Ecosystem services of urban green spaces in African countries: perspectives and challenges

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Peer-Reviewed Research
  • SDG 17
  • SDG 15
  • SDG 13
  • SDG 11
  • SDG 9
  • SDG 2
  • Abstract:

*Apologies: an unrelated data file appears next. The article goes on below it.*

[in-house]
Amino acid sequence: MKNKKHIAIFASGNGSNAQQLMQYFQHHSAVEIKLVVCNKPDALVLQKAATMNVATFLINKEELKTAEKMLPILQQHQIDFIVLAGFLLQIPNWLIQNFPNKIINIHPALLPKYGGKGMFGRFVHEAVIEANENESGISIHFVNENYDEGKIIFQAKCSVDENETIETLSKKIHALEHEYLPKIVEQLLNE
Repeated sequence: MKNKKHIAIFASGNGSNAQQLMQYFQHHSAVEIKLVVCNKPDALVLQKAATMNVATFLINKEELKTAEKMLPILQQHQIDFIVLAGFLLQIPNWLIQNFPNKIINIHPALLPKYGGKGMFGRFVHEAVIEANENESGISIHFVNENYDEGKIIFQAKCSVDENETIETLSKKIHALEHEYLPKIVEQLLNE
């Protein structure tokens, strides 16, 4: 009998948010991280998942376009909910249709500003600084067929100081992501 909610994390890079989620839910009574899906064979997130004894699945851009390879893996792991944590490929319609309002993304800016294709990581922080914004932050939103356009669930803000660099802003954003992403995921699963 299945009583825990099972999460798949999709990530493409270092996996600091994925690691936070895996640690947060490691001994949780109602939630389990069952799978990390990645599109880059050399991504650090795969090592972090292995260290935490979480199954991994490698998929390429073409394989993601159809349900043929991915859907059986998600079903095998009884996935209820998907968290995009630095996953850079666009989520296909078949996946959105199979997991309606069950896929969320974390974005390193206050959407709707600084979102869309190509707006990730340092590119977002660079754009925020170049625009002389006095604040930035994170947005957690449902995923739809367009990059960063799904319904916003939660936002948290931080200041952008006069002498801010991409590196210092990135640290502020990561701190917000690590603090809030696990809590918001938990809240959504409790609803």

The concept of ecosystem goods and services is increasingly used to describe how biodiversity and ecosystems are linked to human well-being and that it should be placed at the core of sustainable urban development. Predictions of a tremendous future increase of urbanization in Africa necessitate an investigation into the research on ecosystem goods and services in the urban green infrastructure of Africa. Ecosystem goods and services (ES) are described as the benefits humans derive directly or indirectly from ecosystem functions and are classified as supporting, provisioning, regulating and cultural services. A literature study focusing on journal papers was conducted. Additionally a case study based on two masters studies was further refined. ES studies in African cities are biased towards South Africa and include assessments and economic valuations in which several different methods were used to determine direct consumptive and non-consumptive and indirect use values. Emphasis was placed on the multifunctional nature of ES. The main objectives of these studies were to sensitize policy makers, planners and the general public about the importance of biodiversity and ES. Ecosystem-based adaptation is discussed as the most appropriate approach in terms of applying knowledge about ES and their values in African cities as many residents still rely on ES from natural areas, but the major ecological, economic and political challenges are acknowledged. A case study focusing on domestic gardens (private green spaces) have indicated that the demand and supply of certain ES differ along a socio-economic gradient due to poor service delivery and smaller plots in the poorer areas mainly due to the legacy of separate development of the past. Where provisioning services are mainly outsourced in cities, it was found that plant species useful as food, medicine, etc. were more frequent in the gardens of poorer residents than in those of more affluent areas. The tendency to pay more for residential properties close to public open spaces, as in Europe, could not be statistically proven in the more affluent areas of a South African city, although the property values in proximity of public open spaces in some of the areas studied were lower than further away